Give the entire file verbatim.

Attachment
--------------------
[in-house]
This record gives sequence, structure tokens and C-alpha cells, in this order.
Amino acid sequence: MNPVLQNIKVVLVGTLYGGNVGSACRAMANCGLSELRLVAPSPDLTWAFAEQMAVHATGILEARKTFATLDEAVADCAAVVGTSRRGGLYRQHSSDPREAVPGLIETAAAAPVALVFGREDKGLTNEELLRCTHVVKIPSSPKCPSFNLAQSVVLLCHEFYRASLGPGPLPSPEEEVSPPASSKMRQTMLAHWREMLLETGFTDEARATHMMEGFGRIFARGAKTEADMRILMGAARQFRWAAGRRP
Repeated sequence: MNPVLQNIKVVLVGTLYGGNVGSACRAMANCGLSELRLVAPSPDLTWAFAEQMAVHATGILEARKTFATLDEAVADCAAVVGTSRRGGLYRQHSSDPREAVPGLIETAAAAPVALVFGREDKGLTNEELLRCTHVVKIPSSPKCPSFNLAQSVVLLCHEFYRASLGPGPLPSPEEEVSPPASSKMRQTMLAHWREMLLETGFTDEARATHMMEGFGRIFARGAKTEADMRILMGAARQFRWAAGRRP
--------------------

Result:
[in-house]
This record gives sequence, structure tokens and C-alpha cells, in this order.
Amino acid sequence: MNPVLQNIKVVLVGTLYGGNVGSACRAMANCGLSELRLVAPSPDLTWAFAEQMAVHATGILEARKTFATLDEAVADCAAVVGTSRRGGLYRQHSSDPREAVPGLIETAAAAPVALVFGREDKGLTNEELLRCTHVVKIPSSPKCPSFNLAQSVVLLCHEFYRASLGPGPLPSPEEEVSPPASSKMRQTMLAHWREMLLETGFTDEARATHMMEGFGRIFARGAKTEADMRILMGAARQFRWAAGRRP
Repeated sequence: MNPVLQNIKVVLVGTLYGGNVGSACRAMANCGLSELRLVAPSPDLTWAFAEQMAVHATGILEARKTFATLDEAVADCAAVVGTSRRGGLYRQHSSDPREAVPGLIETAAAAPVALVFGREDKGLTNEELLRCTHVVKIPSSPKCPSFNLAQSVVLLCHEFYRASLGPGPLPSPEEEVSPPASSKMRQTMLAHWREMLLETGFTDEARATHMMEGFGRIFARGAKTEADMRILMGAARQFRWAAGRRP